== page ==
J Flash Guide

Looking for J-shaped Flashes

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Watch an excerpt from Dr. Demary's Firefly Day 2010 presentation in which she explains this part of her research.

Firefly Watch began as a project focused on firefly activity in New England, but here's an opportunity for those of you in other areas, particularly in the mid-Atlantic states, to tell us more about what you're seeing.

You might have noticed a new question under "Focused Firefly Reporting" that asks whether the fireflies you saw were flashing while flying in a "J" shape. Your ability to identify fireflies by this distinctive flash pattern can help firefly researcher Kristian Demary in her studies on the effects of ambient light on fireflies.

Identifying this species — called Photinus pyralis — will aid Dr. Demary in determining whether dusk-active fireflies are coming out during the dark-active period, when street light simulates natural light of the dusk hour.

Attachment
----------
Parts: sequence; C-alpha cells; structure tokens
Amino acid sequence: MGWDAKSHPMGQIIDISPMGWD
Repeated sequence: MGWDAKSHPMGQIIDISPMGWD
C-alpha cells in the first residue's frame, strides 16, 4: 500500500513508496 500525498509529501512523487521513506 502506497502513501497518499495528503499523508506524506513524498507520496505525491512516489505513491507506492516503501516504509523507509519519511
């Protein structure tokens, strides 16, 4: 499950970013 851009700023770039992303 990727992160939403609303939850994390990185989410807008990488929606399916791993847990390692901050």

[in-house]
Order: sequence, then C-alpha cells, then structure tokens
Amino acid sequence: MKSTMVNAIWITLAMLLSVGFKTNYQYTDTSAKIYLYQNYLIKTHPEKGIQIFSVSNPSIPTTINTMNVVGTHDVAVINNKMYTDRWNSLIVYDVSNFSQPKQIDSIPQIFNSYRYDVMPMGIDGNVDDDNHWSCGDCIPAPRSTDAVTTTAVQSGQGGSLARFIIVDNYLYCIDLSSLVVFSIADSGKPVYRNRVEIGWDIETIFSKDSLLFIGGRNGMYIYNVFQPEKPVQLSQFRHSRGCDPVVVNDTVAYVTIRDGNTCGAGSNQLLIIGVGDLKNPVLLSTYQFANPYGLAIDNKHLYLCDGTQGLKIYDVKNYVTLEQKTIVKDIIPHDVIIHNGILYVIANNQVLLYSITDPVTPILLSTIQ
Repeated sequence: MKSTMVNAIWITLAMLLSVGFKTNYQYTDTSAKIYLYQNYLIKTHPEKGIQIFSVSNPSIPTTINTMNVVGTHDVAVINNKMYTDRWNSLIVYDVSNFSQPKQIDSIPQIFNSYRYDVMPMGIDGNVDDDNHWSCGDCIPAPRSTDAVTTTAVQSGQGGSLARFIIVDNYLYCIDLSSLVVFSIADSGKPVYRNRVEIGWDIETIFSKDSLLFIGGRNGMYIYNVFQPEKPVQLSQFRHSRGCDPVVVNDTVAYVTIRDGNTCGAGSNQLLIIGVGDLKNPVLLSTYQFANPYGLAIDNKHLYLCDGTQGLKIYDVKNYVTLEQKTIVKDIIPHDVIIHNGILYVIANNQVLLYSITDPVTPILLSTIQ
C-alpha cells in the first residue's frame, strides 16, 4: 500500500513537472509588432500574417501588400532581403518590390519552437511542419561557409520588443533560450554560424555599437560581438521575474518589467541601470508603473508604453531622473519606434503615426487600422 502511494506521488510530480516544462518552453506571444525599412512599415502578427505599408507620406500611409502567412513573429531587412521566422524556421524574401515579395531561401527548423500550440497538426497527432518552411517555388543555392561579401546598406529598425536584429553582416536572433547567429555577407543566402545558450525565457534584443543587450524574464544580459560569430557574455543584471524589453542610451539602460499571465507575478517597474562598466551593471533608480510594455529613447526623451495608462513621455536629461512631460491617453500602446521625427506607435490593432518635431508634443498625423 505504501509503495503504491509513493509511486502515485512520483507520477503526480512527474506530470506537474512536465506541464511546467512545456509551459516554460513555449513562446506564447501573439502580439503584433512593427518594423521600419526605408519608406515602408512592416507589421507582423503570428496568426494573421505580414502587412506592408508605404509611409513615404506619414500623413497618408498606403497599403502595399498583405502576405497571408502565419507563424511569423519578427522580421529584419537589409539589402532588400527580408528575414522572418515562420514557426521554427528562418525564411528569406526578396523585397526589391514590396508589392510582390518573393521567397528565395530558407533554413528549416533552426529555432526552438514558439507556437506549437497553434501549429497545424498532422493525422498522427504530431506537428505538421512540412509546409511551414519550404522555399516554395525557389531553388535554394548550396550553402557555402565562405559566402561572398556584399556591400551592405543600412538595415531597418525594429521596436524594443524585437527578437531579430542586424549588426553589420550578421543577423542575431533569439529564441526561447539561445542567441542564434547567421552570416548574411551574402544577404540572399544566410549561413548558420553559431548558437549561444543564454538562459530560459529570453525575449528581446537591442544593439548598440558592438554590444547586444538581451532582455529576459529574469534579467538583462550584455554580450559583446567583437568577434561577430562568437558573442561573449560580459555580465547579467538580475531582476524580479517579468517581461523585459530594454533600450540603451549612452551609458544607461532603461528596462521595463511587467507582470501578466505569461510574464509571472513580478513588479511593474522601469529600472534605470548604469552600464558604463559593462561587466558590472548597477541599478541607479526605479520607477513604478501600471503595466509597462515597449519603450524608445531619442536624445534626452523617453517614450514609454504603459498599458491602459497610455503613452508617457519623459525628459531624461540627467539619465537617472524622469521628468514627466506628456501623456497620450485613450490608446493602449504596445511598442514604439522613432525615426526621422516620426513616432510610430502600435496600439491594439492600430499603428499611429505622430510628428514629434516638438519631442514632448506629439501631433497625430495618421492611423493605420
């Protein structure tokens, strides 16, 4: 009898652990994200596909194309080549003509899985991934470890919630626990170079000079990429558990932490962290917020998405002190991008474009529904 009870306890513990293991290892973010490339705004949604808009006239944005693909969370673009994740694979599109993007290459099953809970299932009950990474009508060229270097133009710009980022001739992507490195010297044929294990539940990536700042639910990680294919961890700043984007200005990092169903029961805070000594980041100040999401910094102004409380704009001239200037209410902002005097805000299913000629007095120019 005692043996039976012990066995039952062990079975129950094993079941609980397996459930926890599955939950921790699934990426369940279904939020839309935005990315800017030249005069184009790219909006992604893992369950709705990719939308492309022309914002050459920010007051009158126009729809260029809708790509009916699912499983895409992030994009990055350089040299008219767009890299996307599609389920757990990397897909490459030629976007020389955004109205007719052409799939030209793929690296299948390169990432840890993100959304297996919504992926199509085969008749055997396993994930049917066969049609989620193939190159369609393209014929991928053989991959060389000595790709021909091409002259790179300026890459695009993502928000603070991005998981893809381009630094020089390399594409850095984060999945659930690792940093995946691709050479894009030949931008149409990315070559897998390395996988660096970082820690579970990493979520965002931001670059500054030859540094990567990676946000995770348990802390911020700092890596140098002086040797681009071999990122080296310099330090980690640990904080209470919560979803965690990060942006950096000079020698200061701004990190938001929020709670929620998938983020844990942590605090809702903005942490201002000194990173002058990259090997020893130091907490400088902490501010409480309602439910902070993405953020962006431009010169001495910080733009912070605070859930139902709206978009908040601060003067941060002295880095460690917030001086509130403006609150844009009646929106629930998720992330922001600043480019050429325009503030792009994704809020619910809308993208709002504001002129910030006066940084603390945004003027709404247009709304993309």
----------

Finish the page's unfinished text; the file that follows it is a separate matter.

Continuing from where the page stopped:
j-shaped flash pattern of P. pyralis

Photinus pyralis is very common in and around the mid-Atlantic region and is active primarily around dusk. Here's what to look for:

  • The male P. pyralis flies in an "S"-shaped path, flashing while in an upward turn to form a "J."
  • The male makes this flash about every 6 seconds.
  • From the ground, the female responds with a flash every 2 - 2.5 seconds.

We've made our full data set available online, and you're invited to interpret it.
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Observing fireflies is a great summer activity. Join our network of volunteers and track your sightings throughout the season.
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Pick a location, observe it weekly, and use our online tools to follow your progress.
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Fireflies can't see blue light, so you can safely observe them using a blue flashlight.

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